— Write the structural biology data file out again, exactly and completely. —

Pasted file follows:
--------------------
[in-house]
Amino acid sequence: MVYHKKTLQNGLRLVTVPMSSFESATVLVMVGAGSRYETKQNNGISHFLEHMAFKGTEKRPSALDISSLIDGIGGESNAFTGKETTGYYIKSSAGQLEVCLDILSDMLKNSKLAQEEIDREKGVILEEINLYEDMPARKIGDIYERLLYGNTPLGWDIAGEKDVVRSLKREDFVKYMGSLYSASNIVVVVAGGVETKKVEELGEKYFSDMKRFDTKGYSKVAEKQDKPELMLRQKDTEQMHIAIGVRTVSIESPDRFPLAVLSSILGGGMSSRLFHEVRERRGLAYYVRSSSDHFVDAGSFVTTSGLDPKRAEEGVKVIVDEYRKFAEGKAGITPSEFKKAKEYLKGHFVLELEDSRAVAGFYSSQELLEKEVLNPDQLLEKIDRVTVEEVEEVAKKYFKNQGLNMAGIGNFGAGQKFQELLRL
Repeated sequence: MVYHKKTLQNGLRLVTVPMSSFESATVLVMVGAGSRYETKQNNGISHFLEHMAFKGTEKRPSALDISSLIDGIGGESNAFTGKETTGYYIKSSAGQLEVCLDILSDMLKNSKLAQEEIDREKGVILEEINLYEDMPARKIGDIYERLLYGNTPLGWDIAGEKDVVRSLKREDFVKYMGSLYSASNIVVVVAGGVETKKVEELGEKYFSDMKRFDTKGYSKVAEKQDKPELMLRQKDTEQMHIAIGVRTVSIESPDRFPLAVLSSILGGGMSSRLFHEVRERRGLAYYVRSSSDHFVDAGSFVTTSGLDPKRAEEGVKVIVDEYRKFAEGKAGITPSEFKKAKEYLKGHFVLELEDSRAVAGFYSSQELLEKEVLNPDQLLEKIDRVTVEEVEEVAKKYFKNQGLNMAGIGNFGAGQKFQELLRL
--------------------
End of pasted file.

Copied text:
[in-house]
Amino acid sequence: MVYHKKTLQNGLRLVTVPMSSFESATVLVMVGAGSRYETKQNNGISHFLEHMAFKGTEKRPSALDISSLIDGIGGESNAFTGKETTGYYIKSSAGQLEVCLDILSDMLKNSKLAQEEIDREKGVILEEINLYEDMPARKIGDIYERLLYGNTPLGWDIAGEKDVVRSLKREDFVKYMGSLYSASNIVVVVAGGVETKKVEELGEKYFSDMKRFDTKGYSKVAEKQDKPELMLRQKDTEQMHIAIGVRTVSIESPDRFPLAVLSSILGGGMSSRLFHEVRERRGLAYYVRSSSDHFVDAGSFVTTSGLDPKRAEEGVKVIVDEYRKFAEGKAGITPSEFKKAKEYLKGHFVLELEDSRAVAGFYSSQELLEKEVLNPDQLLEKIDRVTVEEVEEVAKKYFKNQGLNMAGIGNFGAGQKFQELLRL
Repeated sequence: MVYHKKTLQNGLRLVTVPMSSFESATVLVMVGAGSRYETKQNNGISHFLEHMAFKGTEKRPSALDISSLIDGIGGESNAFTGKETTGYYIKSSAGQLEVCLDILSDMLKNSKLAQEEIDREKGVILEEINLYEDMPARKIGDIYERLLYGNTPLGWDIAGEKDVVRSLKREDFVKYMGSLYSASNIVVVVAGGVETKKVEELGEKYFSDMKRFDTKGYSKVAEKQDKPELMLRQKDTEQMHIAIGVRTVSIESPDRFPLAVLSSILGGGMSSRLFHEVRERRGLAYYVRSSSDHFVDAGSFVTTSGLDPKRAEEGVKVIVDEYRKFAEGKAGITPSEFKKAKEYLKGHFVLELEDSRAVAGFYSSQELLEKEVLNPDQLLEKIDRVTVEEVEEVAKKYFKNQGLNMAGIGNFGAGQKFQELLRL